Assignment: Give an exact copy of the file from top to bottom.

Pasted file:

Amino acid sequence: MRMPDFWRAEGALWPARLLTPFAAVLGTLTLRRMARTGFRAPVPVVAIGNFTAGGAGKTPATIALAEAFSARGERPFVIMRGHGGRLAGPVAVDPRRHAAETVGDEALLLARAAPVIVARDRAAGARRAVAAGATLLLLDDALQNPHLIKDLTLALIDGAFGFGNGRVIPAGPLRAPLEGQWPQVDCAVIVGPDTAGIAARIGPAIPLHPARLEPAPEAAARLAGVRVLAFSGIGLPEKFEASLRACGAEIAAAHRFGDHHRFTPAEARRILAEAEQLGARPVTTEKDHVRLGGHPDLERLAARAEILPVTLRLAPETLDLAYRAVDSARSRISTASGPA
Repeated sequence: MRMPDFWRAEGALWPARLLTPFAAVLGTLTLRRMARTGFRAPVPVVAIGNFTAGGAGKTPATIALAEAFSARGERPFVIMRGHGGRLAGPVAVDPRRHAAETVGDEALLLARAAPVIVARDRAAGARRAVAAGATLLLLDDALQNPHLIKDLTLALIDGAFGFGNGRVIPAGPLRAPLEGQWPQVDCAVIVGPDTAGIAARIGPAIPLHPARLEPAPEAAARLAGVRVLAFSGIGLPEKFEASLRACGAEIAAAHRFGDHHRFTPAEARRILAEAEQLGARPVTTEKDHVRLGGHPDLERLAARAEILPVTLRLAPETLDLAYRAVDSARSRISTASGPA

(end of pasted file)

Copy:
Amino acid sequence: MRMPDFWRAEGALWPARLLTPFAAVLGTLTLRRMARTGFRAPVPVVAIGNFTAGGAGKTPATIALAEAFSARGERPFVIMRGHGGRLAGPVAVDPRRHAAETVGDEALLLARAAPVIVARDRAAGARRAVAAGATLLLLDDALQNPHLIKDLTLALIDGAFGFGNGRVIPAGPLRAPLEGQWPQVDCAVIVGPDTAGIAARIGPAIPLHPARLEPAPEAAARLAGVRVLAFSGIGLPEKFEASLRACGAEIAAAHRFGDHHRFTPAEARRILAEAEQLGARPVTTEKDHVRLGGHPDLERLAARAEILPVTLRLAPETLDLAYRAVDSARSRISTASGPA
Repeated sequence: MRMPDFWRAEGALWPARLLTPFAAVLGTLTLRRMARTGFRAPVPVVAIGNFTAGGAGKTPATIALAEAFSARGERPFVIMRGHGGRLAGPVAVDPRRHAAETVGDEALLLARAAPVIVARDRAAGARRAVAAGATLLLLDDALQNPHLIKDLTLALIDGAFGFGNGRVIPAGPLRAPLEGQWPQVDCAVIVGPDTAGIAARIGPAIPLHPARLEPAPEAAARLAGVRVLAFSGIGLPEKFEASLRACGAEIAAAHRFGDHHRFTPAEARRILAEAEQLGARPVTTEKDHVRLGGHPDLERLAARAEILPVTLRLAPETLDLAYRAVDSARSRISTASGPA